Militarism is a concept that seems to have disappeared from the vocabulary of socialists, which is sad and dangerous, since the allure to join the war parties is great when the drums of war are booming. This is shown by the painful historical experiences, not least at the outbreak of the First World War. The almost reverential celebration of the military can be seen everywhere where armaments have become part of the economic system of capitalism. Today it is spreading globally, not least through NATO’s new strategy, where they stand ready to intervene anywhere on the globe. But also in growth in Russia and China, which are considered by the USA/NATO as enemies and system competitors. Arms races are like an infectious disease that spreads. Danish security policy adapts to this development, and there is talk of emergency forces that must be ready to be sent out. A development that is based on political decisions in both NATO and the EU. As a consequence of this, a so-called “national compromise” has been implemented with an enormous growth in the military budget.

The American James M. Cypher (2022) defines militarism as follows: “It constitutes a social institution with ideas and actions, e.g. patriotism, as well as military forces and arms manufacturers. Militarism is both an ideology and a national policy, which is exercised through the state apparatus. They are mutually dependent and influence each other”. Cypher describes 3 forms of militarism, based on the United States:

Military Keynesianism is a policy where military production helps to keep capitalism’s economy running and counteract stagnation. It creates capital, employment and new technologies.
Global neoliberal militarism is a development where neoliberal forces support as much as possible privatization of the military, e.g. using mercenaries. Along with a readiness to intervene wherever nations challenge US/NATO hegemony.
Corporate militarism where arms-producing groups earn mega profits through long-term contacts with the state.

War becomes everyday life

War can develop into a kind of quicksand, where a war continues even though attempts at peace negotiations are made for years. The war can become everyday life, as Frederikke Bruhn Jacobsen states to the Danish daily newspaper Kristeligt Dagblad (2022) in an article about peace agreements:

“The longer a war lasts, the easier it becomes to live in. Peace fades away and eventually becomes something new that you have to enter into. It becomes something that is hard to believe in and imagine. It also becomes everyday that people die. Sacrificing life becomes a matter of course more than a tragic event. Unfortunately, consideration for human life is not a consideration that weighs particularly heavily when the war is underway.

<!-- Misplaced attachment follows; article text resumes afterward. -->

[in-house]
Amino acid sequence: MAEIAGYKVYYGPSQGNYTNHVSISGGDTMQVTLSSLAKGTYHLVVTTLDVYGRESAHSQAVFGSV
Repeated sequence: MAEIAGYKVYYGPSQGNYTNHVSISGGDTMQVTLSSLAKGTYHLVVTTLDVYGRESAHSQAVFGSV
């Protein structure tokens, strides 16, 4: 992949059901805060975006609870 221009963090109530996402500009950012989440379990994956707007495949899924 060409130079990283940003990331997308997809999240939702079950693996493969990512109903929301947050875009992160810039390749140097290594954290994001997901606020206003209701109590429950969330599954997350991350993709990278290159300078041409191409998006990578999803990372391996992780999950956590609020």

Not to mention the huge war economy being built up. A lot goes down in a war, but there is also big money at stake. The black market is growing, and other forces are controlling the economy. Their interest is to maintain the war, not end it.”

War seduces and gives meaning, especially when sacrifices are made and we fight for “our values” against others. Propaganda for war is gaining strength, and people of peace who advocate dialogue, conflict resolution and negotiation are shamed as naive and accused of doing the enemy’s business. War becomes an alluring elixir, and the military, which is after all a minority in society, gains enormous status and space in the media. War also becomes a nationalist narrative where we must stand together behind our soldiers. Relatives who lose sons can even stand up and say it was worth it. There is therefore some psychological slippage, which means that you distance yourself more and more from a peace solution, as a dynamic has been set in motion which is not easy to slow down again.

But can you have dialogue with an enemy you hate? Some mental blocks to talking to the enemy develop, and voices for the enemy to be totally defeated develop. That the Allies during World War II worked for the total defeat of Nazism, which was a criminal organization, we can all support. When the Nazis were forced to sign an unconditional surrender at Karlshorst, Berlin, the world erupted in jubilation. But most wars can be avoided if peace brokers intervene in time with disarmament agreements and conflict resolution, so that open and prolonged war is avoided. Arms production for export and profit must be banned, and only the right to build a national defense must be accepted. War is closely associated with capitalism and imperialism, with the conquest and control of territories, markets and raw materials. Prevention means that you have to talk to others and use diplomacy and rely on the UN pact, which was concluded on the basis of the painful experiences of the Second World War. A UN which at that historical time, however, did not do away with colonialism, which would later trigger national liberation wars.

Frederikke Bruhn Jacobsen(2022) states that “you cannot talk enough with your enemy during a war. One must always make sure to also have a diplomatic strategy. The biggest obstacle to peace is the lack of trust between the parties. When you create a story about the war, you also create an image of the enemy, and that image of the enemy grows as contact dwindles,” she says. “That’s why dialogue is so important. When you walk into a room and see a human instead of the monster you’ve built up, you get closer to each other. If you want peace, you have to do everything to keep the parties on the negotiating track, even if things don’t go well”.